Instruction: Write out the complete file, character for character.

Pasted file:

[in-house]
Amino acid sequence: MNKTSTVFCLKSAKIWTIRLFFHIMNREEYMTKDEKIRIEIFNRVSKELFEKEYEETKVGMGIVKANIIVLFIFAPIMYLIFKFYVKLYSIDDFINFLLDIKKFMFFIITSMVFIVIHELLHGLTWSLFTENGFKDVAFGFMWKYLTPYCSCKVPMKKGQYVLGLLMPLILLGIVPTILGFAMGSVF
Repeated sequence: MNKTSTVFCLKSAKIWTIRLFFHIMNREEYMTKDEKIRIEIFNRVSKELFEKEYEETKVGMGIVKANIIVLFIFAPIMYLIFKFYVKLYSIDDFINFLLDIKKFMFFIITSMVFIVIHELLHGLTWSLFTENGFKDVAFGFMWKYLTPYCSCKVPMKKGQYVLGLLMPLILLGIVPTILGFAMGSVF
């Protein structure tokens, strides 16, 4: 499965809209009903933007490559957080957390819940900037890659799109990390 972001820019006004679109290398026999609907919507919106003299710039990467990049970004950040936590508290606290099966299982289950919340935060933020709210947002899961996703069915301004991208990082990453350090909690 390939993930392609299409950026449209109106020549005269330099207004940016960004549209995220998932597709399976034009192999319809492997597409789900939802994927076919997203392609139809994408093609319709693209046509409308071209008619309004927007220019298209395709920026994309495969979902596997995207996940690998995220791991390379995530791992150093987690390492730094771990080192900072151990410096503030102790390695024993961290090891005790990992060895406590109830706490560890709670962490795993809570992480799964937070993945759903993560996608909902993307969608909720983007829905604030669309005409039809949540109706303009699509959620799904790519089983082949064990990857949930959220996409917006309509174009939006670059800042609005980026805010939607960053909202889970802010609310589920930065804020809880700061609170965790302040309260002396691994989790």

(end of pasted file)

[in-house]
Amino acid sequence: MNKTSTVFCLKSAKIWTIRLFFHIMNREEYMTKDEKIRIEIFNRVSKELFEKEYEETKVGMGIVKANIIVLFIFAPIMYLIFKFYVKLYSIDDFINFLLDIKKFMFFIITSMVFIVIHELLHGLTWSLFTENGFKDVAFGFMWKYLTPYCSCKVPMKKGQYVLGLLMPLILLGIVPTILGFAMGSVF
Repeated sequence: MNKTSTVFCLKSAKIWTIRLFFHIMNREEYMTKDEKIRIEIFNRVSKELFEKEYEETKVGMGIVKANIIVLFIFAPIMYLIFKFYVKLYSIDDFINFLLDIKKFMFFIITSMVFIVIHELLHGLTWSLFTENGFKDVAFGFMWKYLTPYCSCKVPMKKGQYVLGLLMPLILLGIVPTILGFAMGSVF
């Protein structure tokens, strides 16, 4: 499965809209009903933007490559957080957390819940900037890659799109990390 972001820019006004679109290398026999609907919507919106003299710039990467990049970004950040936590508290606290099966299982289950919340935060933020709210947002899961996703069915301004991208990082990453350090909690 390939993930392609299409950026449209109106020549005269330099207004940016960004549209995220998932597709399976034009192999319809492997597409789900939802994927076919997203392609139809994408093609319709693209046509409308071209008619309004927007220019298209395709920026994309495969979902596997995207996940690998995220791991390379995530791992150093987690390492730094771990080192900072151990410096503030102790390695024993961290090891005790990992060895406590109830706490560890709670962490795993809570992480799964937070993945759903993560996608909902993307969608909720983007829905604030669309005409039809949540109706303009699509959620799904790519089983082949064990990857949930959220996409917006309509174009939006670059800042609005980026805010939607960053909202889970802010609310589920930065804020809880700061609170965790302040309260002396691994989790």